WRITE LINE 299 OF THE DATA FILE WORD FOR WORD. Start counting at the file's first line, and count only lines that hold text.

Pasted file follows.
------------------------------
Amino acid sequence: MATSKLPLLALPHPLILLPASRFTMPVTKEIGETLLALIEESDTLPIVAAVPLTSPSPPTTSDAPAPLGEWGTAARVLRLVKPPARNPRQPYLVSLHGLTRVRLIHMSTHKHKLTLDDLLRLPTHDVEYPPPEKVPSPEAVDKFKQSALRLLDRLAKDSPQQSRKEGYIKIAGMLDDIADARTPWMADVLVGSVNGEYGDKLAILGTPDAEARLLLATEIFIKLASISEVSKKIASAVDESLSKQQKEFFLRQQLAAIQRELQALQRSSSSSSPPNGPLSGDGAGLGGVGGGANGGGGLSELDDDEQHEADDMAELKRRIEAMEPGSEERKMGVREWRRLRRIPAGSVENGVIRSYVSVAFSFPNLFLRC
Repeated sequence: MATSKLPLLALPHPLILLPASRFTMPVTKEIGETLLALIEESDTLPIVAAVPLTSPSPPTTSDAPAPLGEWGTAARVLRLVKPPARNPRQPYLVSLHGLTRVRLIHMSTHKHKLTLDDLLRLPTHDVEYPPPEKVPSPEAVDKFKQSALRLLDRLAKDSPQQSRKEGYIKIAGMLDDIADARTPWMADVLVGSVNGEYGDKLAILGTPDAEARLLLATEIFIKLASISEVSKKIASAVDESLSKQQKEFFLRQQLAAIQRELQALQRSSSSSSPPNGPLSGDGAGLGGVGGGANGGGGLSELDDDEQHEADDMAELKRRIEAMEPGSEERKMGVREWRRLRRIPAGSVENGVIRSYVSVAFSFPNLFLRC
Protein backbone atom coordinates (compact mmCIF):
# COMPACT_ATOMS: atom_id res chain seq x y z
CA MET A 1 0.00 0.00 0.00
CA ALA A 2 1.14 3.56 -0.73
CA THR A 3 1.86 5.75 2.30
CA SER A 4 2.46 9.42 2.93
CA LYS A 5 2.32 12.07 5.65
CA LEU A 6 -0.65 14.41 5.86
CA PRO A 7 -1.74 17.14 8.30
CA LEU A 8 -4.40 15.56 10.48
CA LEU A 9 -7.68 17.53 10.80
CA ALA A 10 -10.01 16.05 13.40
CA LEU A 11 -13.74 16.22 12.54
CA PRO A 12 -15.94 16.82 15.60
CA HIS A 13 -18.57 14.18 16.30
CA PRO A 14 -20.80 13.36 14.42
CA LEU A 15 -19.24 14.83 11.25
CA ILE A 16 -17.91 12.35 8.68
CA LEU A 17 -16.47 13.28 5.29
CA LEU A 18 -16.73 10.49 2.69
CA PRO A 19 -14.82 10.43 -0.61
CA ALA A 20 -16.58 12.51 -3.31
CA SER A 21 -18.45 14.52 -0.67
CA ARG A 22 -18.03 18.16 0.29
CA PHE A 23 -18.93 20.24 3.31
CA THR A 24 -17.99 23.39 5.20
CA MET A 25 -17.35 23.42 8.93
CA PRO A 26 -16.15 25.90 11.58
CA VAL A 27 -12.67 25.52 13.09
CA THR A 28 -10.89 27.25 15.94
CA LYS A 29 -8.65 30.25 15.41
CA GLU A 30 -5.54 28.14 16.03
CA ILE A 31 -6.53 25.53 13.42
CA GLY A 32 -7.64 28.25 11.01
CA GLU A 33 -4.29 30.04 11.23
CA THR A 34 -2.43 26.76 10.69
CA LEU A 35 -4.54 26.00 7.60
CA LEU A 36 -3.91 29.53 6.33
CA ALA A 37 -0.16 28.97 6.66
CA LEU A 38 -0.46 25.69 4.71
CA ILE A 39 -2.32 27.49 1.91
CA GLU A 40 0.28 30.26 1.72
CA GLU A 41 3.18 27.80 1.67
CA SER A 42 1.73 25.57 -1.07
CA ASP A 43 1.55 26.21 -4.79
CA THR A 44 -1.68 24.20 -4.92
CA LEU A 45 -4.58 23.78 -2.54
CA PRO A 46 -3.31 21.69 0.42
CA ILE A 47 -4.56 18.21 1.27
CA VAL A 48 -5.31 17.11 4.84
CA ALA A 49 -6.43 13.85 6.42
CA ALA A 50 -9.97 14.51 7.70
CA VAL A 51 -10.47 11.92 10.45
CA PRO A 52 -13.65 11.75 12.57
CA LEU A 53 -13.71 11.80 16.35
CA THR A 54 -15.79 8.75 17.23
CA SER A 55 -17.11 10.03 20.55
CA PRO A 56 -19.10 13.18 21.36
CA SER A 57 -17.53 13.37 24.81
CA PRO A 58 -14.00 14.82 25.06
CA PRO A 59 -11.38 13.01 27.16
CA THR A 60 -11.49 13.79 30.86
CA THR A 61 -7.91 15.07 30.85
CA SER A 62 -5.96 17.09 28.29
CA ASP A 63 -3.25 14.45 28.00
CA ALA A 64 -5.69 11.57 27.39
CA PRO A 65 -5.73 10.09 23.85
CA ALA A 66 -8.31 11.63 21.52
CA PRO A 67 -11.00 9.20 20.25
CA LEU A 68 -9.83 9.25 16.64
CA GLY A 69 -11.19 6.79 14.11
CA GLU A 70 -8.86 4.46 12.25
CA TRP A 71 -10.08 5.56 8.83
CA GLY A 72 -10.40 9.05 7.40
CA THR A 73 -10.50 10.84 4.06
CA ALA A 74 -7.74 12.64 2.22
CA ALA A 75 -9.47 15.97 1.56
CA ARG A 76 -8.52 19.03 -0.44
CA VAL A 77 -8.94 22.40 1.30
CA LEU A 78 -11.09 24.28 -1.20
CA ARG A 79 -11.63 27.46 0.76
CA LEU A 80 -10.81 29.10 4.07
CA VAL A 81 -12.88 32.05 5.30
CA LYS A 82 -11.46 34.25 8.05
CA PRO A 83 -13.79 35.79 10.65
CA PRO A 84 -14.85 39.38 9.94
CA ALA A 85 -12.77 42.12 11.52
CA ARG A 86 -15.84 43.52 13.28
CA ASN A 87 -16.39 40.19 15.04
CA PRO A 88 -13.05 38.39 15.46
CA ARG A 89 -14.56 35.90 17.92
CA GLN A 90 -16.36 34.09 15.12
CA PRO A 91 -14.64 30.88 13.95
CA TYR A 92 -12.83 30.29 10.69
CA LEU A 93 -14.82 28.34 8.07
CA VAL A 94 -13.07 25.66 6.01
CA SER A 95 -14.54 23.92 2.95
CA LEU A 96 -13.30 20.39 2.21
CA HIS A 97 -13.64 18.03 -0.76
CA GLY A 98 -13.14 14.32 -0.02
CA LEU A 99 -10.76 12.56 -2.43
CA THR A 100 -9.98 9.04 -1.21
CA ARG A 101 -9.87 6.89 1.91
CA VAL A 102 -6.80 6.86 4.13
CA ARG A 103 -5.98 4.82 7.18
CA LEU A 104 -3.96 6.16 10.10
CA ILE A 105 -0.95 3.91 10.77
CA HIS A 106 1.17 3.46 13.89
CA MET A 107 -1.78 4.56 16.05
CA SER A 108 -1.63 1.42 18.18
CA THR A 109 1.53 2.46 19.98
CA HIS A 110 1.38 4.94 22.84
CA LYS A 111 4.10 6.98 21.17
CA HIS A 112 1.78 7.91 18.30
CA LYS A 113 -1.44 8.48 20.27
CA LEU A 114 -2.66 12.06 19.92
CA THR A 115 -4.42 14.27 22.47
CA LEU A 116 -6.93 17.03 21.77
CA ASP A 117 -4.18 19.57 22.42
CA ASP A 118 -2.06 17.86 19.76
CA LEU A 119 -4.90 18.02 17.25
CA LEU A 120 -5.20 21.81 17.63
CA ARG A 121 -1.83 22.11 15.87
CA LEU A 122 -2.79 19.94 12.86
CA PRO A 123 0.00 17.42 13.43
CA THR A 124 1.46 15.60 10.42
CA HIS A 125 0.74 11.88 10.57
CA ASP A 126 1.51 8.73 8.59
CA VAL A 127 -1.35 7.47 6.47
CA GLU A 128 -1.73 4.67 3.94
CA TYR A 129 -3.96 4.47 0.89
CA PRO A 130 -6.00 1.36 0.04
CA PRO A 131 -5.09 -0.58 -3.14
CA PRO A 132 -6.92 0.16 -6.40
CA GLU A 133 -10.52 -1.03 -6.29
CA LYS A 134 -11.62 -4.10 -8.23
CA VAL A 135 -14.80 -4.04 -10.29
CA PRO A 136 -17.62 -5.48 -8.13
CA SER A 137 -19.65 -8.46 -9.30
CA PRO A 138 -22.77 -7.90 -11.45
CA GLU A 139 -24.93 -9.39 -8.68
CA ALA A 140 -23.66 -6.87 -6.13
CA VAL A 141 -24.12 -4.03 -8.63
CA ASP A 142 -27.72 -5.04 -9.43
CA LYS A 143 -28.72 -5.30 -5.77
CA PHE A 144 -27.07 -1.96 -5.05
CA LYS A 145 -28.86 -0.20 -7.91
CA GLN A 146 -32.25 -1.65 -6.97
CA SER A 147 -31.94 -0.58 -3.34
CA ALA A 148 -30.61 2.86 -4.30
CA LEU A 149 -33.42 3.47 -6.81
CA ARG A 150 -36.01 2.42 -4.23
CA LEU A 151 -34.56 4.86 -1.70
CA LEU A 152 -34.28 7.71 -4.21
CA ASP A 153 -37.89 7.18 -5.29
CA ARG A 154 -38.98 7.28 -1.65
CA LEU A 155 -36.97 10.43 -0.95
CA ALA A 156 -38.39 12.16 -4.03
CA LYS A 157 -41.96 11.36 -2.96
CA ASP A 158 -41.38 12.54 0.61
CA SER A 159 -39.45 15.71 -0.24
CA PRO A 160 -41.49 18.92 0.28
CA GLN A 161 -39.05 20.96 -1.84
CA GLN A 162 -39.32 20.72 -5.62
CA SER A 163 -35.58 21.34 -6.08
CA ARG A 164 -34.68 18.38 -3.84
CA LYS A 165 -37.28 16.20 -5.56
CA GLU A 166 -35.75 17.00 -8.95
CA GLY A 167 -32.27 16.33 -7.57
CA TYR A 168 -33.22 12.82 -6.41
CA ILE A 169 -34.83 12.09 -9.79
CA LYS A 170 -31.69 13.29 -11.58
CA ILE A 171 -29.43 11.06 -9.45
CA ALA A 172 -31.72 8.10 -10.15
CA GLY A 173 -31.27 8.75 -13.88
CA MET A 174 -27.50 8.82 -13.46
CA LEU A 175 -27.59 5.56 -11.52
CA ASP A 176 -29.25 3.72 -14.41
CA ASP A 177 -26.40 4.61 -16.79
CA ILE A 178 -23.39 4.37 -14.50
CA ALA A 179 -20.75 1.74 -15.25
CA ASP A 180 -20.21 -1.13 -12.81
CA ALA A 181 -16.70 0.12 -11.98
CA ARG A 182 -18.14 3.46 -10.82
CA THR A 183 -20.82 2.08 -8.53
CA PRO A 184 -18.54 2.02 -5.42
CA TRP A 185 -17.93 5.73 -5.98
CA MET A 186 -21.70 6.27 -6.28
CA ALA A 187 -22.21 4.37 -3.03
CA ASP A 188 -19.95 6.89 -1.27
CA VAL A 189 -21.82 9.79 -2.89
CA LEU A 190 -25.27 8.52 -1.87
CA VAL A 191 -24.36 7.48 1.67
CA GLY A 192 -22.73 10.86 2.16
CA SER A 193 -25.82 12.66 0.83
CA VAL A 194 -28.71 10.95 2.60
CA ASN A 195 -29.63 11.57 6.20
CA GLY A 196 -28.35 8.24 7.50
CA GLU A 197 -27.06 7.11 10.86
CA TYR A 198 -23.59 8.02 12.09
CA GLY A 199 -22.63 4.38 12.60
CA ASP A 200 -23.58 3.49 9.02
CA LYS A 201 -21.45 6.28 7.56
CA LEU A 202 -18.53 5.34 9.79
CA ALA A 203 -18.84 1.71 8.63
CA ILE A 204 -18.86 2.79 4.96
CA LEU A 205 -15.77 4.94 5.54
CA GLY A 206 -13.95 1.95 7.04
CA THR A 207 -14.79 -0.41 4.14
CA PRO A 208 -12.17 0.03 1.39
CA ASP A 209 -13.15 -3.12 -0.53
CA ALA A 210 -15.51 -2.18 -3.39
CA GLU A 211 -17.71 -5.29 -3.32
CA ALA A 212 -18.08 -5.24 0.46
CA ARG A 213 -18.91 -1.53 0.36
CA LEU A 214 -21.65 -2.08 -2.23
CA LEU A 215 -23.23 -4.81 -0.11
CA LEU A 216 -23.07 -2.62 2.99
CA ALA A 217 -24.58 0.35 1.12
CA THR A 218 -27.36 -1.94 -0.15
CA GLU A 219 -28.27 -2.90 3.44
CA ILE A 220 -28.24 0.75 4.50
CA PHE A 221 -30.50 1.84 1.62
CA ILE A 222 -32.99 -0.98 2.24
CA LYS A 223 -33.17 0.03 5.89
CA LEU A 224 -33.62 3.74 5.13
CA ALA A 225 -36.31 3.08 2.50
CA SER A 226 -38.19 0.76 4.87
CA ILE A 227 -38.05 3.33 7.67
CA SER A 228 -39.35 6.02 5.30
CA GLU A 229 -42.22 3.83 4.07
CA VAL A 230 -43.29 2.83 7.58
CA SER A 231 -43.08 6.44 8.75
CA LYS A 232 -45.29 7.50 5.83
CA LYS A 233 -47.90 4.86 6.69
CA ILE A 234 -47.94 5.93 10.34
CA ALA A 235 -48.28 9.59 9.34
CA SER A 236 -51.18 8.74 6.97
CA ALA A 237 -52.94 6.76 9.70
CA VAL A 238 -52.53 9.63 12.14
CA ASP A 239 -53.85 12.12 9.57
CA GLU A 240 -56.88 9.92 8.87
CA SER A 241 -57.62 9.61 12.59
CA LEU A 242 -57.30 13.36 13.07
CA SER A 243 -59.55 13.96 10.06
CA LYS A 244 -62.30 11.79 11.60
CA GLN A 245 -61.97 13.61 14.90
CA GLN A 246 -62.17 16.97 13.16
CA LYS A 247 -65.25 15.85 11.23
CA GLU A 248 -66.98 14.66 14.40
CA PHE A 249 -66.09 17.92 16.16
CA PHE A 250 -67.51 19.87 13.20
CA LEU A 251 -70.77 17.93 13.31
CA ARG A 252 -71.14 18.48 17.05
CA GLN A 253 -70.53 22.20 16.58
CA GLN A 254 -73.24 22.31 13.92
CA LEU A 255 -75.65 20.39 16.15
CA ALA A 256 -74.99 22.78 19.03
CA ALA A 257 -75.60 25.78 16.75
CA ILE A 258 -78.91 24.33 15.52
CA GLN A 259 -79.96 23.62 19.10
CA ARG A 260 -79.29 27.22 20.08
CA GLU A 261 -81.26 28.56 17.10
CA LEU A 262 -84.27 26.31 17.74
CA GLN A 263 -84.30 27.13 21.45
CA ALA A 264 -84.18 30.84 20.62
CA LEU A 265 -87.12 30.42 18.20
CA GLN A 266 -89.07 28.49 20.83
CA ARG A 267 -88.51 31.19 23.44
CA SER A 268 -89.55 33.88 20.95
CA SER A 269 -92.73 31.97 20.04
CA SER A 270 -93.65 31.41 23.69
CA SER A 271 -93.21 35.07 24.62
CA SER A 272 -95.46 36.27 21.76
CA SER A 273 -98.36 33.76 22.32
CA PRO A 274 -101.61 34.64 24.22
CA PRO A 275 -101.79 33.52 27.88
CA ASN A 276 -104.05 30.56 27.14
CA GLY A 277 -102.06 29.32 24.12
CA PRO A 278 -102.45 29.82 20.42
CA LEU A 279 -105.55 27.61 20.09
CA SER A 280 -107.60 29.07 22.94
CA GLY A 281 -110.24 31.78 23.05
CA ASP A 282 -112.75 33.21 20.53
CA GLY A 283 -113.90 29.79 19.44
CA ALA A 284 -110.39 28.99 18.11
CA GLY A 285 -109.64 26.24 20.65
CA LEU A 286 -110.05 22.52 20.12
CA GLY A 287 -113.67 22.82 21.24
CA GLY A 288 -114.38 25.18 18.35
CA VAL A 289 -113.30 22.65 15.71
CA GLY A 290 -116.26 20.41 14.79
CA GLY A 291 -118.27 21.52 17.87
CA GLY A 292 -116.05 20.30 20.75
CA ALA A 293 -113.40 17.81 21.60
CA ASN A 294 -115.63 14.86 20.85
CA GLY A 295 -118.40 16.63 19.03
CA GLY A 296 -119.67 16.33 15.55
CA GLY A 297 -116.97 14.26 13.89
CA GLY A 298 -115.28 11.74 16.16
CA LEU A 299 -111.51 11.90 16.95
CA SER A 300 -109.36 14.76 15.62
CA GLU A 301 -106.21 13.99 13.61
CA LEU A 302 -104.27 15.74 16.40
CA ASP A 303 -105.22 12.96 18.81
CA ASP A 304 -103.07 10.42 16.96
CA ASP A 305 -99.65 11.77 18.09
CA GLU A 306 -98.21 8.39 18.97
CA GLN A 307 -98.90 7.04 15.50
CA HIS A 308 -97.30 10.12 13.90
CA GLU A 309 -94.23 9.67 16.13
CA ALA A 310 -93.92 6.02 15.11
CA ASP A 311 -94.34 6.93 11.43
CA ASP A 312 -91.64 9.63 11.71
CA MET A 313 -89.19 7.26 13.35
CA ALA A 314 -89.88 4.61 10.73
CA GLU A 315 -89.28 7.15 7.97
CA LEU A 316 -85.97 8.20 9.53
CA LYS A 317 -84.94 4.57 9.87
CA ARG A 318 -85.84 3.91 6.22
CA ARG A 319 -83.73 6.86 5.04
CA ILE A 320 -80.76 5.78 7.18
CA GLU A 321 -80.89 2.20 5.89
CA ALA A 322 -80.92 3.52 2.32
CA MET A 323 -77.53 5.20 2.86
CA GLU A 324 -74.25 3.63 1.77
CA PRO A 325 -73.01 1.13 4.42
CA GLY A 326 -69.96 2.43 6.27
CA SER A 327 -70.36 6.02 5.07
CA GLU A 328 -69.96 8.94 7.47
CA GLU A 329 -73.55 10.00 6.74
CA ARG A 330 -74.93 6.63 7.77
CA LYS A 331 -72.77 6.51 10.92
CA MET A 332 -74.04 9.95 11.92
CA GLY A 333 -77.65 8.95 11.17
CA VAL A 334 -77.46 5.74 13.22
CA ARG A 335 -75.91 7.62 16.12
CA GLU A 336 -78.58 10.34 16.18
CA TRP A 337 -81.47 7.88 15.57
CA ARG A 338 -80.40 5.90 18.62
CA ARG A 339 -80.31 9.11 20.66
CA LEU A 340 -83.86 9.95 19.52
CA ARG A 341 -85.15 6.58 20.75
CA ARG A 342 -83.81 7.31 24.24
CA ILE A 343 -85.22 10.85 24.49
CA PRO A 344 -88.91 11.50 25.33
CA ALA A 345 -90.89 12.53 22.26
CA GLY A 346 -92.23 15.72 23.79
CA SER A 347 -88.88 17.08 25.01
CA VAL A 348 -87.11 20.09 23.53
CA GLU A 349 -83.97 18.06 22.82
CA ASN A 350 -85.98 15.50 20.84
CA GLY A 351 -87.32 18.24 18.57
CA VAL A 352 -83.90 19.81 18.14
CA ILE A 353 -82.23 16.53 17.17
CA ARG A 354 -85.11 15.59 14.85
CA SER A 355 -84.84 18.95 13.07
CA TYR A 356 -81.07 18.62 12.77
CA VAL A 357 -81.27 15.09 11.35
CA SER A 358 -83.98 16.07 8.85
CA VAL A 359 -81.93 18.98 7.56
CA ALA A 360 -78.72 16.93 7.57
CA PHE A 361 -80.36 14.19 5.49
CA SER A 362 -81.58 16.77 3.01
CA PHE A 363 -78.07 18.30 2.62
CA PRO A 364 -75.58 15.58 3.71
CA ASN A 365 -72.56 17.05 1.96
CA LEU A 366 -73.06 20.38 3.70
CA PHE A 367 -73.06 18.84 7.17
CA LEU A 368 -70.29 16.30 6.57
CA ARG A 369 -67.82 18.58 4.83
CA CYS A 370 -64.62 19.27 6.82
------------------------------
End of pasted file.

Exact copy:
CA GLY A 295 -118.40 16.63 19.03